Category Archives: Vulcan County History

Here’s to the Grange

The venerable Grange in 2006. It was a good day.

Last weekend was a bad one for Carmangay.

On Sunday this village of 250 was visited twice by fire, the scourge of many an old tyme prairie burg.

The region’s infamous gales drove a blaze eastward across the tinder dry plains towards the town, prompting an evacuation of the community Sunday afternoon.

The prairie fire burned up miles of the surrounding countryside, with videos of the onrushing inferno going viral, and grabbing headlines nationwide.

However in Carmangay, it is the loss of the venerable Grange Hotel in a conflagration hours earlier that this weekend will surely be remembered for.

Mere days after hosting the annual “world’s shortest St. Patrick’s Day parade”, the Grange, with its iconic creamsicle coloured façade, was razed to the ground during the wee hours of Sunday, taking with it over 110 years of history and hijinks.

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A Row of One – Vulcan, Alberta

Grain elevators—often called prairie icons, vanishing sentinels, or prairie cathedrals on the horizon—once symbolized the rural landscape across the Canadian prairies.

Grain elevators signalled the location of the region’s villages and towns. Particularly prosperous communities had multiple elevators which provided better services and a stable tax base.

The town of Vulcan is located along the Canadian Pacific’s Aldersyde Subdivision, a secondary mainline between Lethbridge and Calgary, that opened for traffic in October 1911. During the construction of the railway, the grain elevators were erected at the various sidings along the line to receive grain from the surrounding district.

Vulcan’s first elevator, built by the Terwilliger Grain Company in 1911-1912, boasted a capacity of 25,000 bushels. It was joined in 1912 by the Alberta Grain Company’s (forerunner to Alberta Pacific Grain) 40,000-bushel elevator, and Taylor Milling’s elevator and warehouse, with a combined capacity of 12,000 bushels.

The makings of “Nine in a Line” at Vulcan. In addition to eight elevators (soon to be nine), adding to the skyline was the CPR’s mechanical coaling plant, erected in 1928 in the far distance. (Glenbow Museum & Archives) – W.J. Oliver

Vulcan was typical of the sidings located every six to ten miles by the railways in the West, the practical distance that grain could be delivered from the farm by horse-drawn means in a day.  The railways provided sites at these points at nominal rental where the line companies could erect their elevators.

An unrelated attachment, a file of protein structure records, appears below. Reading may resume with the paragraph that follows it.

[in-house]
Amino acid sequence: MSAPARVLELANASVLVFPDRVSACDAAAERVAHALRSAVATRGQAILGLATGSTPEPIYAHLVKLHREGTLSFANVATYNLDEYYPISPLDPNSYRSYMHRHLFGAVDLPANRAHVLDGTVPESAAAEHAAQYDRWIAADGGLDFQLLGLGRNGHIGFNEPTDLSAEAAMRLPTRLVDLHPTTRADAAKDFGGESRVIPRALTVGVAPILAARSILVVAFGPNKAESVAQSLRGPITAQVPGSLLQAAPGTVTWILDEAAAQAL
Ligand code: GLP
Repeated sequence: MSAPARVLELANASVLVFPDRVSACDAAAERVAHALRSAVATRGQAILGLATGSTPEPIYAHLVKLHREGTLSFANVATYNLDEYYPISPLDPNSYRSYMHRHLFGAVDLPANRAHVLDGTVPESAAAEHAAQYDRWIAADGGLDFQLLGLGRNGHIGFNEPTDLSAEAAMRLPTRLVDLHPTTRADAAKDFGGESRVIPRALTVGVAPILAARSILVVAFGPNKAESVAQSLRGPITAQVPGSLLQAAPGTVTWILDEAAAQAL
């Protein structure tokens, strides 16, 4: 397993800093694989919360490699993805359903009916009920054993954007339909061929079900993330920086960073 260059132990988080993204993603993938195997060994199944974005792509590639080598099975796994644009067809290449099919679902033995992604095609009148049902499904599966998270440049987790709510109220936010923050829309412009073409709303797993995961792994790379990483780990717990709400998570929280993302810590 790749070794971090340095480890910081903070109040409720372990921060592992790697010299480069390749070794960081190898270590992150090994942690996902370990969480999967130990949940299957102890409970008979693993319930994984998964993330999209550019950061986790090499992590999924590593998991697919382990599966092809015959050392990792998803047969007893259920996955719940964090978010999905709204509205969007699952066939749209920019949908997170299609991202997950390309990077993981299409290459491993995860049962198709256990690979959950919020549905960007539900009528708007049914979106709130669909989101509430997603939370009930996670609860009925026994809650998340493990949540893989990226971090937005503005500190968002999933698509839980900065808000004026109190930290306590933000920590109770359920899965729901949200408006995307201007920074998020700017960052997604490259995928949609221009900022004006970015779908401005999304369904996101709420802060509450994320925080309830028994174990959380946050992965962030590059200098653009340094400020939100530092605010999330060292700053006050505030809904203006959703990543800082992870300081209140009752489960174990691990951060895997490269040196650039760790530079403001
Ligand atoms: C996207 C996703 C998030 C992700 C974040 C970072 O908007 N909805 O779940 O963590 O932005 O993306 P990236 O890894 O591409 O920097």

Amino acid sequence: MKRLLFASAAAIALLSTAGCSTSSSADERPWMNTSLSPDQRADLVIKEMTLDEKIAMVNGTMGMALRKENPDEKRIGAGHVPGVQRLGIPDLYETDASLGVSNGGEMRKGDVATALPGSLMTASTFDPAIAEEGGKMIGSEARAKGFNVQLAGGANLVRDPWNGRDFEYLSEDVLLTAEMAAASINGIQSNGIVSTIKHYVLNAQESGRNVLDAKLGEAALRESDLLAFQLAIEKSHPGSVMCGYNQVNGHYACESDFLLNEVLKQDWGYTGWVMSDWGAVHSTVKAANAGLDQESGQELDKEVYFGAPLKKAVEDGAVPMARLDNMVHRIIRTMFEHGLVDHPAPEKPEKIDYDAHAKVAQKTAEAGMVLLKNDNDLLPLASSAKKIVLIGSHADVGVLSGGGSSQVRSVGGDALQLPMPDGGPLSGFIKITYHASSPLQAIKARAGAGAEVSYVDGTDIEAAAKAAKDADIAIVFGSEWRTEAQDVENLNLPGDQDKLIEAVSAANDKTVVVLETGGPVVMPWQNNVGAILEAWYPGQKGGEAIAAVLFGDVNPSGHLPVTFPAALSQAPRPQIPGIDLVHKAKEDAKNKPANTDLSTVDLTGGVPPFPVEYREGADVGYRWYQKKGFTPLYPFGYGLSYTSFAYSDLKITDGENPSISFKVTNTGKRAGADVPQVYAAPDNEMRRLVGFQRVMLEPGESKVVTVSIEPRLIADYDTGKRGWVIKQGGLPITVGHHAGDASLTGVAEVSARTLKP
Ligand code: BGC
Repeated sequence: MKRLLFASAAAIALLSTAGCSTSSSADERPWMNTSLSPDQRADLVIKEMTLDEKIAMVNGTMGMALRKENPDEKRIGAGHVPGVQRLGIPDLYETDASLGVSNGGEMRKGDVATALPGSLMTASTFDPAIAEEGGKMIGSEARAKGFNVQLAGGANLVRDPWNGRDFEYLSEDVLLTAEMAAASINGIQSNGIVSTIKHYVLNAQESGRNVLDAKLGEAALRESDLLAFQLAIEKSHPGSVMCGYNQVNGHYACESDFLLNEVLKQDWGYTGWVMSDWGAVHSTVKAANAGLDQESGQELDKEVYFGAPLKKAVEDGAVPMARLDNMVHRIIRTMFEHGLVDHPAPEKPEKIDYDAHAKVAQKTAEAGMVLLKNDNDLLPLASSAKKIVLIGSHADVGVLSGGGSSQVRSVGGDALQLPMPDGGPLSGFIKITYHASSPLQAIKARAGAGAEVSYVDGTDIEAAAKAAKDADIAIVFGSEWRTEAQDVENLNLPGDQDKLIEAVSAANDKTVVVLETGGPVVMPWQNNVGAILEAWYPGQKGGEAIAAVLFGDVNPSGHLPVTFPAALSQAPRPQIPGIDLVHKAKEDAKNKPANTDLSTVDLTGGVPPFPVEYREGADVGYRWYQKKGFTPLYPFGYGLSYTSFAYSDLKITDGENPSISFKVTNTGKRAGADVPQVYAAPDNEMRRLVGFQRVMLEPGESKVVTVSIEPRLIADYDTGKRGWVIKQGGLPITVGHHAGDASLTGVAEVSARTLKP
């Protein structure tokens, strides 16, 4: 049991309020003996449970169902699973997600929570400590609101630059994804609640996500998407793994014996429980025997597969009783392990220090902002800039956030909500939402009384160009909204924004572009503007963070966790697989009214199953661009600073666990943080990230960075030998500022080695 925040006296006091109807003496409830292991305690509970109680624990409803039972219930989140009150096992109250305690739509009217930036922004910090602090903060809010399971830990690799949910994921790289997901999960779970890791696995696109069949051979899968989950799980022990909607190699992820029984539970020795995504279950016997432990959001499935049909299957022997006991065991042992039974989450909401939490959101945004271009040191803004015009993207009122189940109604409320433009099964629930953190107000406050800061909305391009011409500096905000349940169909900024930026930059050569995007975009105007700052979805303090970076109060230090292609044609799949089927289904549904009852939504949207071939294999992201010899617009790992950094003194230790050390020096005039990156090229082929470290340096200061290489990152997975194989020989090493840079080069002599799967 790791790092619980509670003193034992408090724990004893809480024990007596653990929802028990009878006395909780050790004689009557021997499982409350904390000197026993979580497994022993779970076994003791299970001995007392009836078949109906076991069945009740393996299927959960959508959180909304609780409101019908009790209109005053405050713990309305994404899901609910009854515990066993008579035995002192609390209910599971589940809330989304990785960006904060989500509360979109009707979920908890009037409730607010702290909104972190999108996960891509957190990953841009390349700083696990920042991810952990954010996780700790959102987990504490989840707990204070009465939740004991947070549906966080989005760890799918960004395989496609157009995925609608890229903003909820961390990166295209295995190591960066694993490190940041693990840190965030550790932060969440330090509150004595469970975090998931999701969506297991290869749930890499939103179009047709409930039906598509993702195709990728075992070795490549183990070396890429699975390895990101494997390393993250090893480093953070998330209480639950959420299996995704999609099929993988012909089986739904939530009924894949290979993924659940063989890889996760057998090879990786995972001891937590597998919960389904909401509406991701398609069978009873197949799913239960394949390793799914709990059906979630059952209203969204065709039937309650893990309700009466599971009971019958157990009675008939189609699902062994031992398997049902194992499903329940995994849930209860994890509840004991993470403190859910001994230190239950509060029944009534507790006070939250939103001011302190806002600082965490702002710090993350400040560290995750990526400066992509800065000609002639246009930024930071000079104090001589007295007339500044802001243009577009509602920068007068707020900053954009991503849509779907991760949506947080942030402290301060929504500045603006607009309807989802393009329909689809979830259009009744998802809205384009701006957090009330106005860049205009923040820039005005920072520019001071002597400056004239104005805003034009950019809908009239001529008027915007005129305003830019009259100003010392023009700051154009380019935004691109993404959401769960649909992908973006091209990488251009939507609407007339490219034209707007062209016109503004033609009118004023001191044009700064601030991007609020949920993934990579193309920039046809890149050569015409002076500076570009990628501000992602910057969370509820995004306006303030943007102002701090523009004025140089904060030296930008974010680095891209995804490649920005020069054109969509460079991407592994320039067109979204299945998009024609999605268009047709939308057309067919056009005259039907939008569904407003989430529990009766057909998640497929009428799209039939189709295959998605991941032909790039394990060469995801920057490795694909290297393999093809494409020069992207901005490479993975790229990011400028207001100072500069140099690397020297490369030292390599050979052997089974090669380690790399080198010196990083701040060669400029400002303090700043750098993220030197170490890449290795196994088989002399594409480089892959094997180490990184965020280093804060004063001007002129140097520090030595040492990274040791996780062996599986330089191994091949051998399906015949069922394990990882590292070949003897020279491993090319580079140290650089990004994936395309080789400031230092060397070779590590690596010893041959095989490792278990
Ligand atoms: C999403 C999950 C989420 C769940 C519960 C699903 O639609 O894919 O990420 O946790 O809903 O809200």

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Above and Beyond: The living legacy of Dr. Alexander G. Scott

Can you imagine a small-town doctor with an airplane, visiting patients all around southern Alberta 100 years ago?

For almost 40 years, Bassano’s Dr. Alexander Gladstone Scott worked around the clock, tending to the well-being of the surrounding frontier communities. With patients spread across many miles, he took to the roads, and then to the skies, going “Above and Beyond” to care for prairie people in the days before public health care.

In a video produced by Jonathan F. Koch and the Forgotten Alberta Project, with the cooperation of Bassano Medical Clinic, the Town of Bassano, and the Rural Health Professions Action Plan (RhPAP), we celebrate the living legacy of Dr. A.G. Scott: An innovator, pioneer, and prairie trailblazer.

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#FABTrip15: St. Julien School

St. Julien School was named for the First World War battle of St. Julien, part of the Second Battle of Ypres, which took place in Belgium during the spring of 1915. The Second Battle of Ypres was significant as it marked the first time chlorine gas was used by German forces to inflict mass casualties on Allied troops. The Canadian victory at St. Julien also marked the first time an armed force from a former European colony had prevailed on European soil. According to the Esther community history, locals met at Chris Torgerson’s farm in 1918, voting 9-2 in favour of building a school. After considering Vimy Ridge and Rutherlands as possible names, school trustees agreed on St. Julien to honour the famous victory. The school opened in 1918, and remained in operation until 1955, closing after a new school in Esther negated the need for St. Julien. #alberta #canada #military #history #pioneer #schoolhouse #war #ww1 #worldwarone #ypres #mybadlands #FABTrip15 @gregfarries

A photo posted by Jonathan Koch (@forgotten_alberta) on

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#FABTrip15: Milo to Ouelletteville

After leaving Milo, Greg and I ventured north towards Queenstown, a former shipping point along the C.P.R.’s abandoned Lomond Subdivision. Already two hours behind schedule, we made a bee-line for the Drumheller valley, pausing at a small community graveyard along the way.

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